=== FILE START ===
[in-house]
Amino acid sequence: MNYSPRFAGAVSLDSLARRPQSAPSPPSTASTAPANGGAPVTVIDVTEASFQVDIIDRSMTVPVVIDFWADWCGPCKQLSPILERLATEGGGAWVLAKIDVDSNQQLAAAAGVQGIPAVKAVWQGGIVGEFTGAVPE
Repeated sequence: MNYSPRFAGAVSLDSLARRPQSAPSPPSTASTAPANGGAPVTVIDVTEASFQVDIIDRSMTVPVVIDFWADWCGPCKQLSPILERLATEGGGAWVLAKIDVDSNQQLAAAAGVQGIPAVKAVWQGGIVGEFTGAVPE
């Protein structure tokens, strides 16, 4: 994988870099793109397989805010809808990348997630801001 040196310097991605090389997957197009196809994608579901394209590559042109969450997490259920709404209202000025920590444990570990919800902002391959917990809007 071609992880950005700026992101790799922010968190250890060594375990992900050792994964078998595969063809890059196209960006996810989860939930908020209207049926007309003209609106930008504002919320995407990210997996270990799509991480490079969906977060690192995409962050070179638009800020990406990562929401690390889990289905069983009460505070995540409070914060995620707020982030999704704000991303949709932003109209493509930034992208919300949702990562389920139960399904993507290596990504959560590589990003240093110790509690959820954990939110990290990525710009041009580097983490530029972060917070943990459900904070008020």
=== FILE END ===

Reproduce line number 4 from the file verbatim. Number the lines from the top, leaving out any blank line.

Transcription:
């Protein structure tokens, strides 16, 4: 994988870099793109397989805010809808990348997630801001 040196310097991605090389997957197009196809994608579901394209590559042109969450997490259920709404209202000025920590444990570990919800902002391959917990809007 071609992880950005700026992101790799922010968190250890060594375990992900050792994964078998595969063809890059196209960006996810989860939930908020209207049926007309003209609106930008504002919320995407990210997996270990799509991480490079969906977060690192995409962050070179638009800020990406990562929401690390889990289905069983009460505070995540409070914060995620707020982030999704704000991303949709932003109209493509930034992208919300949702990562389920139960399904993507290596990504959560590589990003240093110790509690959820954990939110990290990525710009041009580097983490530029972060917070943990459900904070008020």